How often have you felt stressed over the past week? The past month? Stress is very common and unfortunately is associated with being more likely to catch a cold, developing heart disease and premature death. However, new research suggests that our perception of stress plays an important role in health outcomes. A recent study looked at stress perception, the amount of stress experienced and health outcomes among a nationally representative sample of 28,753 American adults. The researchers examined data from the 1998 National Health Interview Survey and linked to death reports between 1998-2006. Findings from this study revealed that people who reported high levels of stress and perceived that stress negatively impacted their health were 43% more likely to die prematurely. Those who did not think that stress affected their health or who had taken steps to reduce their stress were less likely to report poor health.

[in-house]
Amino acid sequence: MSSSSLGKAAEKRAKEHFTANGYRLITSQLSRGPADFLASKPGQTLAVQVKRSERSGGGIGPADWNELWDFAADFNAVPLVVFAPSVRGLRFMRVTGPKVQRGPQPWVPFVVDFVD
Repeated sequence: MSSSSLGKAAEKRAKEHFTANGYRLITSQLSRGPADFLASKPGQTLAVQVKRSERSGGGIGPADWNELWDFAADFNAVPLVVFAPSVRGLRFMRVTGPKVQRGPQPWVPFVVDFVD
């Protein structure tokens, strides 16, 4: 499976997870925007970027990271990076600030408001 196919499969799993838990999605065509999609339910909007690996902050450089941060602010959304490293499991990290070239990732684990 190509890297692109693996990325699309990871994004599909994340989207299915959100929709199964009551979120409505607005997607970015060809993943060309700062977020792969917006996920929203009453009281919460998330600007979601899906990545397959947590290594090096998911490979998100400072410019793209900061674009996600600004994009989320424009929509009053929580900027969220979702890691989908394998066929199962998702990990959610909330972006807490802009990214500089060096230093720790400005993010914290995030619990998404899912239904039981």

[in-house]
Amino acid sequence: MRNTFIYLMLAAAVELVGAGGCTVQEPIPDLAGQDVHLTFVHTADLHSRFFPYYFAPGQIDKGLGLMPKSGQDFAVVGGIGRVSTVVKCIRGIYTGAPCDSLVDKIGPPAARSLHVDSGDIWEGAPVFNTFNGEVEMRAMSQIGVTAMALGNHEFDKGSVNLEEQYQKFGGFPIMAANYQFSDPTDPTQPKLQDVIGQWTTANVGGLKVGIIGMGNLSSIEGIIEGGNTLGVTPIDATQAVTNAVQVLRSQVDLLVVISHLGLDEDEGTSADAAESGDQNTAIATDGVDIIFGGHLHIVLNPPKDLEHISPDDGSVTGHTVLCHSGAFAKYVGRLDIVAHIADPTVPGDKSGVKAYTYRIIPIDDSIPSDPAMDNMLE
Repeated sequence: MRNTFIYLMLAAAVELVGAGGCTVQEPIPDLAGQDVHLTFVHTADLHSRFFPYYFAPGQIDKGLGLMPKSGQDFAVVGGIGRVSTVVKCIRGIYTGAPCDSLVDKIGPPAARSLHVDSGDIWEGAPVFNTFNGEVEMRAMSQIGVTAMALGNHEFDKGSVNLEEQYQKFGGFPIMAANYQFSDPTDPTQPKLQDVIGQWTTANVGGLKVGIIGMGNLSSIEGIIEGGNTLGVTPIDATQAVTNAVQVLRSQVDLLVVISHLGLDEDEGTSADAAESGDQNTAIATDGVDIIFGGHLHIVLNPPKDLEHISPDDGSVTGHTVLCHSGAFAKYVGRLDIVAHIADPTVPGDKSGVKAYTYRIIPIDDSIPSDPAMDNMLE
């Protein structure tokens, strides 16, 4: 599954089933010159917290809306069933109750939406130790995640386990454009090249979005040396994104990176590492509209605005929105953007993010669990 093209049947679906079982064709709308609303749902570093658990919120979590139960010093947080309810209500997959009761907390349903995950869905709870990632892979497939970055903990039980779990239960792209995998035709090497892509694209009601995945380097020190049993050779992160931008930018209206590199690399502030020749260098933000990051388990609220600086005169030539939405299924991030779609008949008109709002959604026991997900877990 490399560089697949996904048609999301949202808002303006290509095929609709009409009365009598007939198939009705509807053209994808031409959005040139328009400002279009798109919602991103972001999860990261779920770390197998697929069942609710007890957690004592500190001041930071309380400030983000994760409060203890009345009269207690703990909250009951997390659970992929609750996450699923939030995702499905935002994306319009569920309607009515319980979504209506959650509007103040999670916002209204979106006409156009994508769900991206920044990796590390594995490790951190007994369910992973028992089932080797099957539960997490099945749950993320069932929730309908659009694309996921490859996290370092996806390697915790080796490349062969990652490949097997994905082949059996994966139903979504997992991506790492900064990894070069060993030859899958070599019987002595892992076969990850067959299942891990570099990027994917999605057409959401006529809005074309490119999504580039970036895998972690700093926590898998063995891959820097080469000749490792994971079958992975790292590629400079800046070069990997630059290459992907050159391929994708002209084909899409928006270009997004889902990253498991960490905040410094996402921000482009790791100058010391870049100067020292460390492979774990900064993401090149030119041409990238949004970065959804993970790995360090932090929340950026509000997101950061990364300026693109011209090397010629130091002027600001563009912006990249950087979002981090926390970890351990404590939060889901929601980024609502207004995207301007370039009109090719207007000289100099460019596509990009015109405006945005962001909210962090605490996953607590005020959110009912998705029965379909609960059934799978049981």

The findings from this study highlight the importance of effectively coping with stress. While it may be difficult to fully eliminate stress from our lives, this research suggests that changing how we think about the stress we experience can positively impact our health. Findings from studies in the area of health psychology suggest that thinking of a stressful event as a ‘challenge’ versus a ‘threat’ can help you to overcome the adversity. When you feel stressed it is important to recognize the feeling and tell yourself that feeling ‘stressed’ is your body’s way of preparing you to rise to the challenge. A budding new area of research also suggests that learning to be self-compassionate can help people to effectively cope with stress and also is associated with overall improved quality of life and well-being. Self-compassion is a positive way of relating to oneself and involves mindfulness, self-kindness and embracing a common sense of humanity. Check out the resources section to learn more about self-compassion and how it can help you to effectively cope with stress.